In August 2020, UK arts and crafts specialist Hobbycraft reported a 200 percent increase in online sales since the start of the pandemic. It said there had been “exceptional levels of demand” as those confined to home sought to pass the time in creative ways.
Hobbycraft is backed by Wells Fargo Capital Finance, an asset-based financing firm. The head of the UK team, Steven Chait, tells Private Debt Investor that he was initially as fearful about the market as anyone when he was sent home from his office in March last year as the pandemic spread. But two months later, Wells Fargo Capital Finance had a “strong month” and found the market had “held up well”.
Explaining how asset-based finance has managed to flourish during the toughest of times, Chait says: “Our focus is on the assets, rather than on cashflow and EBITDA. When cashflows drop, we don’t panic because we’re covered by collateral. Asset-based lending is a flexible financial solution. So, when things go south, its okay. The product is built for challenges our customers face in their industries and our economy.”
Homebase, the DIY retailer Wells Fargo backed through a refinancing in November 2018, is another business that has had a good crisis as people have turned to home improvements. For Homebase and businesses like it, the pandemic sparked what might have seemed an unlikely revival. “Like many home improvement retailers, it’s done superbly well through the crisis. However, prior, they faced some challenges that put them in a position that many traditional lending products could not support. Asset-based lending was a perfect fit to help them turn the business around and continue to support them while they are continuing to grow.”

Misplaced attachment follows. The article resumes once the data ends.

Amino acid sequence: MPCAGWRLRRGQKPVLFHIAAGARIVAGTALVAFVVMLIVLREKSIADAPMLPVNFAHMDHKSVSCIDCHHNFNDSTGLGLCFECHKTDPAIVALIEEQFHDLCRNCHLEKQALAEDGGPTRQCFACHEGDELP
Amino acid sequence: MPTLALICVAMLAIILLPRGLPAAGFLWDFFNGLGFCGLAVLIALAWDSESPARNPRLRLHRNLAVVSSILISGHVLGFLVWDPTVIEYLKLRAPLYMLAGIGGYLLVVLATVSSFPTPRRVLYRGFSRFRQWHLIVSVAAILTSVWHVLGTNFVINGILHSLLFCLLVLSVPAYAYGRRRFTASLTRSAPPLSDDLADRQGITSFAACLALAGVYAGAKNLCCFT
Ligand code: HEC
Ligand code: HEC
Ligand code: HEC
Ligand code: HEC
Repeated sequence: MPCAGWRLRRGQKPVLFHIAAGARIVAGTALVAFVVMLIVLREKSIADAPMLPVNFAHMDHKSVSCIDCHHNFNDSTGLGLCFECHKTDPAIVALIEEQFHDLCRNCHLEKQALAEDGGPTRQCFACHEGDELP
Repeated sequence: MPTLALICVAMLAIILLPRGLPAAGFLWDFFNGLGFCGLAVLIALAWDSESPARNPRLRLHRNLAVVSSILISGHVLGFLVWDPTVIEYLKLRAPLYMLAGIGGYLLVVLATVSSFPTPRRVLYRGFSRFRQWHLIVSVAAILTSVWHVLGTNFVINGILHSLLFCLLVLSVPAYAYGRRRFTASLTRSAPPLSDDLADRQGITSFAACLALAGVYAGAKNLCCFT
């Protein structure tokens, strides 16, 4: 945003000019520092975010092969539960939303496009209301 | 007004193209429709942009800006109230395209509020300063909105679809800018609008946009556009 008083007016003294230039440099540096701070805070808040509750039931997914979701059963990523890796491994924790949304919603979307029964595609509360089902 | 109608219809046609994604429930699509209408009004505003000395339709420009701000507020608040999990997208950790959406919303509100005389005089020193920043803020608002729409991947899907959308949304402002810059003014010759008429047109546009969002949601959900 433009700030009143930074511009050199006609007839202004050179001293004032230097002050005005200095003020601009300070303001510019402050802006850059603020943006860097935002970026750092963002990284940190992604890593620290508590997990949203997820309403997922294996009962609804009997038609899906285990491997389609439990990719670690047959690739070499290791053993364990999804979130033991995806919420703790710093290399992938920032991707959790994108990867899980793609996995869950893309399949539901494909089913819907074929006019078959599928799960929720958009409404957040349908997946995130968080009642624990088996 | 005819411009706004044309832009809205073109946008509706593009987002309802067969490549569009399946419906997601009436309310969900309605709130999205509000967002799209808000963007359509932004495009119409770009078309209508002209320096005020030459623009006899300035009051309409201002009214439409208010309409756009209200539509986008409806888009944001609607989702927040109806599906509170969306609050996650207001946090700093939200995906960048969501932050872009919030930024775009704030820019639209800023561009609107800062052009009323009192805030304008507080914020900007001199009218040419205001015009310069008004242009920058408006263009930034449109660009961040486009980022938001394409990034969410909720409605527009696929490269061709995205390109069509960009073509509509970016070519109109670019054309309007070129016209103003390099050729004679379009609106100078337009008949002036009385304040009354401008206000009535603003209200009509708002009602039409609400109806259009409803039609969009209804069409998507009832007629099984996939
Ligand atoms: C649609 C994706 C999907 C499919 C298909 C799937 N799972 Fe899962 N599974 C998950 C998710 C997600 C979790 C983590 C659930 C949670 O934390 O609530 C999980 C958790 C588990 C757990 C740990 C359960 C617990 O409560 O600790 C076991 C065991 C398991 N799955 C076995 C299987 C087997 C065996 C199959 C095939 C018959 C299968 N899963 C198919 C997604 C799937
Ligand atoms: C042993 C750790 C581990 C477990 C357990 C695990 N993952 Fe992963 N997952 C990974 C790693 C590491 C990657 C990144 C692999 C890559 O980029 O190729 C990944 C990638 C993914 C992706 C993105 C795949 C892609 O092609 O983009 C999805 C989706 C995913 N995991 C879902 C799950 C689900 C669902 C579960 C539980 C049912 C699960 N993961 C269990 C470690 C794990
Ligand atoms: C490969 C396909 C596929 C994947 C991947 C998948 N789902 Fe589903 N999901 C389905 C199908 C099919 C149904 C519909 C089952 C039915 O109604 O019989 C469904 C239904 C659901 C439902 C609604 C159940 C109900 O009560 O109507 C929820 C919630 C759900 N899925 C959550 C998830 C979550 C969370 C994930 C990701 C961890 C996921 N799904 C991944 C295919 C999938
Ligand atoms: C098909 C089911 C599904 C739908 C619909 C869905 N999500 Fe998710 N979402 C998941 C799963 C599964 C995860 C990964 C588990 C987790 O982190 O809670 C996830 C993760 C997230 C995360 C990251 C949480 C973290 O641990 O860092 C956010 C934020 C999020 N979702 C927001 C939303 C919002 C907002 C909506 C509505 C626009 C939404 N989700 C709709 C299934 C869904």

Chait says making lending against stock acceptable was a long education process. Some felt such lenders would quickly dive in to grab the assets at the first sign of trouble. “Years ago, people were nervous, and many saw lending against collateral as a last resort,” he reflects. “We’ve moved so far on from that image now. The likes of advisers and private equity firms can see that we work exceptionally well with companies and asset-based lending is a very flexible product.”
He believes asset-based lenders will continue to be viewed in a positive light through a period of inflation. “We’re seeing supply chain challenges and those businesses that import are facing bigger costs. There’s no doubt that inflation will bite and that next year companies might struggle. However, we’re well placed for that. We can help businesses that want to restock, but might be facing challenges.”
In anticipation of this type of opportunity, Chait says WFCF recently hired a new business development executive in the north of England, where the firm has its eye on traditional manufacturing industries.
The industry is not entirely without its challenges, however. Chait points out that, in December last year, the law changed to place government creditors’ liabilities – mainly relating to pay-as-you-earn and value-added tax – ahead of financiers such as WFCF when a company goes into administration.